50 Resources and five editions later (US2020 Disinformation news, ed. 5)

What did I learn from Hubbing 50 resources and writing five editions on disinformation during the US elections?

A couple of months ago I introduced an enewsletter into my personal content strategy to explore how Zettelkasten-powered idea and knowledge management could improve my personal productivity and creativity. I chose a specific subject — “disinformation in the US 2020 elections”- both because it interests me and to ensure I’d have plenty of material.

In this 5th edition — the last with that specific editorial focus — I’ll set out what I learnt about the topic itself, while in a companion post I’m sharing what I learnt about how Zettelkasten helped me learn it.

Domestic disinformation & delegitimisation

Since the last edition, of course, the election has been and gone. The resources I’ve Hubbed since then reinforced the trends identified and explored in previous editions.

Edition 1 first revisited predictions for the 2020 elections made as far back as 2016. It’s easy to forget, today, how back then we were all focused on foreign disinformation (and cutting-edge tech).

That was not a major theme this time around, at least for me. Instead, a theme running through all editions was how America has mainstreamed disinformation against itself since 2016. Two aspects of American responsibility were explored further in edition 2:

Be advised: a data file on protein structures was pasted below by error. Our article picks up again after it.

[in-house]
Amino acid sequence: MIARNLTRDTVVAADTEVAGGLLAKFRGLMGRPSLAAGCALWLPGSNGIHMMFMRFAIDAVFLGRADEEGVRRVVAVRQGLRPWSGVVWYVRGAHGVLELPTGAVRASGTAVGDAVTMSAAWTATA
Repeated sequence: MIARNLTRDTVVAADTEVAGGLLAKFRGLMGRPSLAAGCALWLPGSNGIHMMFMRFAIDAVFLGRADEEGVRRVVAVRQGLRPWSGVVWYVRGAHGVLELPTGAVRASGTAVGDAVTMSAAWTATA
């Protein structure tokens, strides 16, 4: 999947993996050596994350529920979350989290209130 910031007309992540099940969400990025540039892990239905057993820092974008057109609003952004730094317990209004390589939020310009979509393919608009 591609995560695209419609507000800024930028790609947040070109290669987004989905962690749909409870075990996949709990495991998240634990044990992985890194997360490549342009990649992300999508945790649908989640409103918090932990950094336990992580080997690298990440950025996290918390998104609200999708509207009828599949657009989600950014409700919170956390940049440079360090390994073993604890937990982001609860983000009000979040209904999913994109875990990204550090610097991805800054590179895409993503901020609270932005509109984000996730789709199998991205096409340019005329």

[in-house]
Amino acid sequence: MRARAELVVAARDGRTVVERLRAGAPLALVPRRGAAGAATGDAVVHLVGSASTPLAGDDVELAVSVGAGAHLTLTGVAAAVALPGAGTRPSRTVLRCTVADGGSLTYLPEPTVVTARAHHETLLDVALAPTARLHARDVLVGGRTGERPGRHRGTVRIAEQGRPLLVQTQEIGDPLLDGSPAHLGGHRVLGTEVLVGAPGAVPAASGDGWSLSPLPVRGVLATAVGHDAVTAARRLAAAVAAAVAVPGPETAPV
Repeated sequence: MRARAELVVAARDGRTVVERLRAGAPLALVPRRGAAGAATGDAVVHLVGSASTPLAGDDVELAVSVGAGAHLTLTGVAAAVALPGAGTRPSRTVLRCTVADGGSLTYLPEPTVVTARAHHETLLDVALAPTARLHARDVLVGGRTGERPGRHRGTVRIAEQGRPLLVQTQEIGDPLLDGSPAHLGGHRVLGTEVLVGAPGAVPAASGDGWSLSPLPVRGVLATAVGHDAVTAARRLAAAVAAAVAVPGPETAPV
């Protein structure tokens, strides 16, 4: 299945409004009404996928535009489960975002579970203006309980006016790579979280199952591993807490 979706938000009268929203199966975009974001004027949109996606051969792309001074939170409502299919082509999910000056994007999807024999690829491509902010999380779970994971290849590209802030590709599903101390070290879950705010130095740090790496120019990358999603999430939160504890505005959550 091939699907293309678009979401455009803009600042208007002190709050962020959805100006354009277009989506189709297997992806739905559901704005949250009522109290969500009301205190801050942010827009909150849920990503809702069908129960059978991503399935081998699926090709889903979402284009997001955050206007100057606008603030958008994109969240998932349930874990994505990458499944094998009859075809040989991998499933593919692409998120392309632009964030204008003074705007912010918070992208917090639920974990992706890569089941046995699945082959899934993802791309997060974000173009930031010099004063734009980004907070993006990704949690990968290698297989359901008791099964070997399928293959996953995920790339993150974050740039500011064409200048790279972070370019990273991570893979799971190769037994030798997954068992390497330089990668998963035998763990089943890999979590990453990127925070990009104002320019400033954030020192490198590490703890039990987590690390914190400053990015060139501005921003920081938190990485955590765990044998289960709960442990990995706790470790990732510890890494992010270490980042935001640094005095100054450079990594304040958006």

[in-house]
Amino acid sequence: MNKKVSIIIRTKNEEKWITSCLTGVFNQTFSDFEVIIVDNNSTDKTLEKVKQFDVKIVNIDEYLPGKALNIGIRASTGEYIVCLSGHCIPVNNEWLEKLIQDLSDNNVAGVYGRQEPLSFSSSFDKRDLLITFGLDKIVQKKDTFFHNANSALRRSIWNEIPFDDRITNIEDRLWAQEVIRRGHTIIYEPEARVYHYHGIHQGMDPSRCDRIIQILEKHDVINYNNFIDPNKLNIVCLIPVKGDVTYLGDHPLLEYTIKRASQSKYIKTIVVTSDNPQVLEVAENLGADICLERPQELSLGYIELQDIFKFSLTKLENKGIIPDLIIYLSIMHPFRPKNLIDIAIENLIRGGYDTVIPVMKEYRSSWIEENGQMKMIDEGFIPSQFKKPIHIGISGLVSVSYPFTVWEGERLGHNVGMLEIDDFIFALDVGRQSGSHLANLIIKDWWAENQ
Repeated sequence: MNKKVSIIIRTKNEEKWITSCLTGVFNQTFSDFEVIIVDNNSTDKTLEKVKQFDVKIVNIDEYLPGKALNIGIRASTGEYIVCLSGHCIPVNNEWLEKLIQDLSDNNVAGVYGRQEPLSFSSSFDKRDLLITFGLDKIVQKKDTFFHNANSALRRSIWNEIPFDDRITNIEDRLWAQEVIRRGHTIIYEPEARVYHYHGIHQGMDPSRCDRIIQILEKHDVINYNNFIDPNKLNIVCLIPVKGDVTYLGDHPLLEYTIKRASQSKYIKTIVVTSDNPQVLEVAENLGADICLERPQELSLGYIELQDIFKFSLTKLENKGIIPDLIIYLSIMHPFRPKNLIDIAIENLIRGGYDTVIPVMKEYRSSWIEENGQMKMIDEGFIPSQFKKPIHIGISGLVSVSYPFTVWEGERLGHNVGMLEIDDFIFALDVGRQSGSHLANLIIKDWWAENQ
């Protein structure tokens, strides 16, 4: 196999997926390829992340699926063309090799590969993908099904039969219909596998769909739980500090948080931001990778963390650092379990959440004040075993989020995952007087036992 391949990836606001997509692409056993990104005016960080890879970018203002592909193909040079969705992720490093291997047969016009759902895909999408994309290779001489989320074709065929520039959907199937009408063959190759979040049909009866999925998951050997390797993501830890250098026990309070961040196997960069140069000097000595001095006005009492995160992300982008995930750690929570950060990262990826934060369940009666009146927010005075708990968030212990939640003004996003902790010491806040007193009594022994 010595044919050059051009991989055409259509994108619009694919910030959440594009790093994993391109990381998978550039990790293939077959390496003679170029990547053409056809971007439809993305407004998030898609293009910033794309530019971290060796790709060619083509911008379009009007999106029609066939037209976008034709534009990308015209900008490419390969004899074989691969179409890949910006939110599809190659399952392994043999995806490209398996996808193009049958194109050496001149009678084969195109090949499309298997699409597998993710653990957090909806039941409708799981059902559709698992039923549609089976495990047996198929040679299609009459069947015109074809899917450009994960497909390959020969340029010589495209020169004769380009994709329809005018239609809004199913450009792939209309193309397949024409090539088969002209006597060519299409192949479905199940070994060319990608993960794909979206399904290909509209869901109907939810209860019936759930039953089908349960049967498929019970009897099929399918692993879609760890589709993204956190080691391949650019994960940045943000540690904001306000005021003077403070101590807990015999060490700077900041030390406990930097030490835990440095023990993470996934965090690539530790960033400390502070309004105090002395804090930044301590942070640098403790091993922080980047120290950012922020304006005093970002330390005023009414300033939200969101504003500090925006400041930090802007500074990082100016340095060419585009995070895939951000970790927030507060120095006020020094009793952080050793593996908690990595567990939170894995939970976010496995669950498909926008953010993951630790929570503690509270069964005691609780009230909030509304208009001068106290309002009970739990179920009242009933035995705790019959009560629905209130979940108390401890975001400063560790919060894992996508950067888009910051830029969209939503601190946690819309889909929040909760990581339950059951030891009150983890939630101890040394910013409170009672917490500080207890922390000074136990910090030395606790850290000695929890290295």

• how America’s domestic flashpoints make it vulnerable to foreign disinformation
  • the much greater impact of #domestic sources of disinformation.

TL:DR; in the final analysis, ‘foreign meddling’ can only exploit and exacerbate a society’s existing flashpoints.

However, another key theme from the first two editions was that while the actual impact of foreign meddling might be low, the fear of foreign meddling, often magnified by the media, can be much worse. Just as an immune system’s over-response can do more damage than the virus it’s fighting, the knowledge that disinformation exists can convince people that truth is unknowable, driving them into identity politics.

While for edition 2 I needed to introduce the #domestic tag, for edition 3 I had to introduce another to describe the primary focus of Trump’s domestic disinformation campaign: to #delegitimise the election results.

It seems to have worked:

The fear of foreign meddling story did return in edition 4, a fortnight before the election, when the polls had Biden well ahead. Just Security had suggested that anyone wanting to mess with America, realising Trump would lose, would focus on the post-election period, which offers a “better chance to push more Americans to extremes than ever before”.

If someone did make such a calculation, they may be regretting it today - the polls were wrong (again): 70 million Americans voted for Trump despite his appallingly callous failure to tackle the pandemic. While there is yet no strong evidence of a post-election foreign disinformation push, the delegitimisation campaign drama is still evolving, so it may be too early to call.

How did mainstream media cope?

When it comes to tackling foreign interference, an interesting DFRLab analysis recently showed the #media still play a major role: